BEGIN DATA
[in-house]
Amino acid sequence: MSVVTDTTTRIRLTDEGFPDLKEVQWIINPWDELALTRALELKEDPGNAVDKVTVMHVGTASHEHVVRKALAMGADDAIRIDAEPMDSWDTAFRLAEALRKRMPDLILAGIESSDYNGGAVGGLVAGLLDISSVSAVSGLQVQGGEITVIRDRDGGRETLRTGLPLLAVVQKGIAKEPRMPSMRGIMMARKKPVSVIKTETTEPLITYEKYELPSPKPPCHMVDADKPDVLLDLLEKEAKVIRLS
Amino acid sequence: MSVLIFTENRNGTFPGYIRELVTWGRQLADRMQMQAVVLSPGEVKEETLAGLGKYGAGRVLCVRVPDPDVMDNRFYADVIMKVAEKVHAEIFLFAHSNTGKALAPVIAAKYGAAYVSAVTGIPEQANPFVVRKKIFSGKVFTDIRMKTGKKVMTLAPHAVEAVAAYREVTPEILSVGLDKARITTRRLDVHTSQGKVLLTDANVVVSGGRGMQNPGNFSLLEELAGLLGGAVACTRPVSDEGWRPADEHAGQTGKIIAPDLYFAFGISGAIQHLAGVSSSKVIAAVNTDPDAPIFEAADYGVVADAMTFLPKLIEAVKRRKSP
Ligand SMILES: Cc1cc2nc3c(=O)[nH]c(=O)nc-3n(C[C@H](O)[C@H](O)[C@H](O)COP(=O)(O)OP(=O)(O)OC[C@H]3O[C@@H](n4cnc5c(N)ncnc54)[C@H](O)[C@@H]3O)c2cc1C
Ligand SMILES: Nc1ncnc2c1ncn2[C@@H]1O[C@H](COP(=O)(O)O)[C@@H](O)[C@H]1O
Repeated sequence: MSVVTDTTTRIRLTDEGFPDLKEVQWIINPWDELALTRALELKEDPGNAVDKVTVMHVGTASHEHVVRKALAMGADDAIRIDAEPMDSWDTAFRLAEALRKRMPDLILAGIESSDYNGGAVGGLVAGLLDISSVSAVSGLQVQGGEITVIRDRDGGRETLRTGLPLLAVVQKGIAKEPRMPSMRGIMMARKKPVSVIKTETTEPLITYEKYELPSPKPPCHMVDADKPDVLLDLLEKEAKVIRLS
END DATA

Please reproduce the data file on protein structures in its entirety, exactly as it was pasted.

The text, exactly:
[in-house]
Amino acid sequence: MSVVTDTTTRIRLTDEGFPDLKEVQWIINPWDELALTRALELKEDPGNAVDKVTVMHVGTASHEHVVRKALAMGADDAIRIDAEPMDSWDTAFRLAEALRKRMPDLILAGIESSDYNGGAVGGLVAGLLDISSVSAVSGLQVQGGEITVIRDRDGGRETLRTGLPLLAVVQKGIAKEPRMPSMRGIMMARKKPVSVIKTETTEPLITYEKYELPSPKPPCHMVDADKPDVLLDLLEKEAKVIRLS
Amino acid sequence: MSVLIFTENRNGTFPGYIRELVTWGRQLADRMQMQAVVLSPGEVKEETLAGLGKYGAGRVLCVRVPDPDVMDNRFYADVIMKVAEKVHAEIFLFAHSNTGKALAPVIAAKYGAAYVSAVTGIPEQANPFVVRKKIFSGKVFTDIRMKTGKKVMTLAPHAVEAVAAYREVTPEILSVGLDKARITTRRLDVHTSQGKVLLTDANVVVSGGRGMQNPGNFSLLEELAGLLGGAVACTRPVSDEGWRPADEHAGQTGKIIAPDLYFAFGISGAIQHLAGVSSSKVIAAVNTDPDAPIFEAADYGVVADAMTFLPKLIEAVKRRKSP
Ligand SMILES: Cc1cc2nc3c(=O)[nH]c(=O)nc-3n(C[C@H](O)[C@H](O)[C@H](O)COP(=O)(O)OP(=O)(O)OC[C@H]3O[C@@H](n4cnc5c(N)ncnc54)[C@H](O)[C@@H]3O)c2cc1C
Ligand SMILES: Nc1ncnc2c1ncn2[C@@H]1O[C@H](COP(=O)(O)O)[C@@H](O)[C@H]1O
Repeated sequence: MSVVTDTTTRIRLTDEGFPDLKEVQWIINPWDELALTRALELKEDPGNAVDKVTVMHVGTASHEHVVRKALAMGADDAIRIDAEPMDSWDTAFRLAEALRKRMPDLILAGIESSDYNGGAVGGLVAGLLDISSVSAVSGLQVQGGEITVIRDRDGGRETLRTGLPLLAVVQKGIAKEPRMPSMRGIMMARKKPVSVIKTETTEPLITYEKYELPSPKPPCHMVDADKPDVLLDLLEKEAKVIRLS